One Way Fare from Gold Run

One Way Fare from Gold Run

I was sprawled in a back booth in the North Star Café in Nome, Alaska, early one Saturday morning, drinking coffee and eating my habitual sweet roll, when Bill Munz stomped in from the February snow. He looked around, saw me, and headed my way. I thought this somewhat unusual, as he normally sat alone at the counter by the front window. When he stopped and sat down opposite me, though, my puzzlement turned into downright surprise.
Bill was a bush pilot who owned and operated one of Nome’s several small charter airlines. He possessed the typical outlook of his German background: taciturn, methodical, efficient, good at what he did – and very private. Bill didn’t socialize or belong to any fraternal organization, and he didn’t shmooze with the bar crowd. He was polite in a somewhat reserved way, and he hardly spoke an unnecessary word except where business was involved.
He smiled – a wry, half-twist of his mouth, half-hidden under a graying mustache, and asked, “Got any plans this morning?”
“Uh – no…”
“Wanna take a spin up to Gold Run? Gotta pick up something.”
“Uh – sure.”
“C’mon.” He stood and quickly headed out the door. I paid my bill and hurried after, climbing into his Jeep station wagon.
The story unfolded on the way to the airstrip. An old hermit lived in solitude in Gold Run, a near-abandoned collection of gold rush and World War II era buildings on a creek of the same name around 40 miles northwest of Nome. Some weeks earlier a young Eskimo from nearby Teller, inspired by a combination of too much drink and not enough sense, had set fire one night to the old man’s cabin. The hermit was forced out into the sub-zero temperature, taking refuge in an unheated shack where he froze to death. The law had finally caught up with the Eskimo, and now it was Bill’s job to transport the old man to Nome. He needed help.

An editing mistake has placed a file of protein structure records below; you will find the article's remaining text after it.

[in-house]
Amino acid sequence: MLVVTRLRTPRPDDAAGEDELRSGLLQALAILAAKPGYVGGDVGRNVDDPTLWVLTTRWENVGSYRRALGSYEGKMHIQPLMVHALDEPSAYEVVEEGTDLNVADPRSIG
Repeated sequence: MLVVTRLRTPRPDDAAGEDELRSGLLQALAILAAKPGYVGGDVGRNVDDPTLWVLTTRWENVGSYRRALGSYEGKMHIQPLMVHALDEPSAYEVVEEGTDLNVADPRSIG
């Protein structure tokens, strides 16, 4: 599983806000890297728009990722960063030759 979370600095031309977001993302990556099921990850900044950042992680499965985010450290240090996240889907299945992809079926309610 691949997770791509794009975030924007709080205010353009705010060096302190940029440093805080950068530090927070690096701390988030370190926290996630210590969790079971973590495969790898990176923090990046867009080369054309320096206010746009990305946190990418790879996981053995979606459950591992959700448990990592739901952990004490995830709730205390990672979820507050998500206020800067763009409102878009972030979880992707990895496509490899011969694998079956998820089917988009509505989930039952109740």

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Arthur SandstromBorn in rural Poulsbo, Washington and raised by his grandparents, Arthur C. Sandstrom reflects much of his Norwegian heritage and old-fashioned upbringing. He was educated by the same teachers who taught his mother, ran movies at the local theater, worked several times at Puget Sound Naval Shipyard in nearby Bremerton, and spent five years in the local National Guard unit. Arthur joined the U.S. Army’s Alaska Communication System in 1955 and spent ten continuous years in Nome, interrupted only by in-place transfer to the U.S. Air Force. He developed a deep and abiding interest in the Inuit culture and experienced much of its customs and way of life while in Alaska. After leaving Nome, Arthur transitioned to the Air Force’s Office of Special Investigations and spent time in Texas, Washington, DC, and Germany. Retiring after 21 years, he worked for the CIA in communications then became a special agent with the Department of Defense. He finally formally retired and has done special investigating for various Federal agencies. Arthur enjoys writing stories, amateur radio, metal detecting, classical music, and meeting interesting people.

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